Category Archives: Nuke

Nuke and Shotgun Integration

molecule-style

In my years at the Molecule in NYC, first as a freelancer and then as a perma-lancer, I had lots of time to observe how a mid-sized studio manages the sometimes huge number of shots that need to be kept track of on a daily basis. When I started, the studio was using Ftrack to manage its shot pipeline, and while poking around online I saw that ftrack had a python API, and a lightbulb went off – Nuke + Python + Ftrack = ? Awesomeness, anyway.

So I went to work on building a nuke-based shot tracking system, first for artists but then expanding to include supervisors as well. I called it “the dashboard”, and though it started small it quickly became essential to the Molecule’s pipeline. When the studio switched tracking packages to Shotgun, a lot more functionality was exposed and the whole thing just got 50% better. You can catch a quick glimpse of it in this promotional video from Autodesk – at around 0:55 in this video, the awesome Rick Shick talks about how he uses it instead of the web-based interface almost exclusively in his role as comp supervisor:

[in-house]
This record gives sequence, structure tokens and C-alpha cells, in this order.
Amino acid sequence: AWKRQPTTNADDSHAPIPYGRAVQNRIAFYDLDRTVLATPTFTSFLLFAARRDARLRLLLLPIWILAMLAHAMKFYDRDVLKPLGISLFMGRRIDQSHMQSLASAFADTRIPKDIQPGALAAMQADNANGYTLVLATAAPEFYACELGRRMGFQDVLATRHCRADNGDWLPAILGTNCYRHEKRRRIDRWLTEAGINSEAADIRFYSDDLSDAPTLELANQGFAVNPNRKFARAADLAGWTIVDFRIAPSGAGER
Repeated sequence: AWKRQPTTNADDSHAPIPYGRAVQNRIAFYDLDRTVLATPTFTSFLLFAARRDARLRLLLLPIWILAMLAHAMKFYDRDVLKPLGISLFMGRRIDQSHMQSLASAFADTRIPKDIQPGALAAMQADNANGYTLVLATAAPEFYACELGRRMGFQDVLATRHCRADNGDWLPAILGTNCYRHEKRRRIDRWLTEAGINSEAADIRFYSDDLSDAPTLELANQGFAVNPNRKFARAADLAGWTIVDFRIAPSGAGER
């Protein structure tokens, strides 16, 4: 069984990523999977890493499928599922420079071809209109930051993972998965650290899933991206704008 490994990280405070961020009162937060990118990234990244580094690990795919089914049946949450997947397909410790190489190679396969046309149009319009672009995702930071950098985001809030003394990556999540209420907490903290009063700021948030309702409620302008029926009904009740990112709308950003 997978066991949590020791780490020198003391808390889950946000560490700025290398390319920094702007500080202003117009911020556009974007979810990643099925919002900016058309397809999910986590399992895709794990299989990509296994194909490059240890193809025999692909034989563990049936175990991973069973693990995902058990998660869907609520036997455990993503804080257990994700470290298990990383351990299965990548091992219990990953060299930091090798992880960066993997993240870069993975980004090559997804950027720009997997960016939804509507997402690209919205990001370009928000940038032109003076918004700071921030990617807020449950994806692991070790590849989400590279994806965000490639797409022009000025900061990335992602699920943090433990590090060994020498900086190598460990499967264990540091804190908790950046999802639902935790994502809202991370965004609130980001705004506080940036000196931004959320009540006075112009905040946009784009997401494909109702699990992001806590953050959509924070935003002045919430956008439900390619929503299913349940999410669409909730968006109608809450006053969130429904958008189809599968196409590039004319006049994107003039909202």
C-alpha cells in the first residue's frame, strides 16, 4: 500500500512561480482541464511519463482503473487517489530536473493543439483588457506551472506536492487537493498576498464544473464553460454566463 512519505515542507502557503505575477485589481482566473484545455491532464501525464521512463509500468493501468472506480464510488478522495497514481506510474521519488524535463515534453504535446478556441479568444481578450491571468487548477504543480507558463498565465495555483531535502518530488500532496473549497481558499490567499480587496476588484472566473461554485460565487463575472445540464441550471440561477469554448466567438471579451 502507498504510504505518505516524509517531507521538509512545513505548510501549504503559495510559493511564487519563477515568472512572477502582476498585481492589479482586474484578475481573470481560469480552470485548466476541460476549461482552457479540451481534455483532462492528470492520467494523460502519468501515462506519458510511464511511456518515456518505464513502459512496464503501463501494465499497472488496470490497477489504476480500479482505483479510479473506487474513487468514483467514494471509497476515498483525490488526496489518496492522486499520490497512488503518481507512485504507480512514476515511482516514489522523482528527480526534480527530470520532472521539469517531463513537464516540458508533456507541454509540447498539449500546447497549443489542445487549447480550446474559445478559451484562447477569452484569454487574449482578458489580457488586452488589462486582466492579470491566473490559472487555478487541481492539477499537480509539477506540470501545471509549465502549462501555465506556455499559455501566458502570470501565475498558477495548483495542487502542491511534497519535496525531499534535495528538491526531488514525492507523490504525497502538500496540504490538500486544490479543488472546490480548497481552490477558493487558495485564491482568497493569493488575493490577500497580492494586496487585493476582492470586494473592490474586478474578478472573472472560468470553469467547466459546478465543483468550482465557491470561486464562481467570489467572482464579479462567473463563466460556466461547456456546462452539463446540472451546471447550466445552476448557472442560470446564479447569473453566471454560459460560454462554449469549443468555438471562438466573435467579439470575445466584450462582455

Gone were the days of manually creating contact sheets for each project; now every artist and supervisor had access to dynamic contact sheets, through which they could see and change statuses, read and post notes and images, and quickly open any shot.

Nuke Ramped Defocus

A quick group for better defocus

If I have an image in nuke that I want to control the falloff of the depth of field, ordinarily I would pump a ramp into the mask input of defocus. However, this would only work if I want my defocus to start at 0 and move to some value. If, however, I want the smallest amount of defocus to be something other than 0, say 2, I can’t achieve this effect with a good result, even if I adjust the start value of my mask input (instead of ramping from 0-1, say .2-1). If I input this ramp into the mask input on a defocus, this is the result:

maskedDefocus

Instead of moving from a 2 defocus to a 10 defocus, instead I get the original un-blurred result, with the 10 defocus merged on top of it at 20%, creating a halo.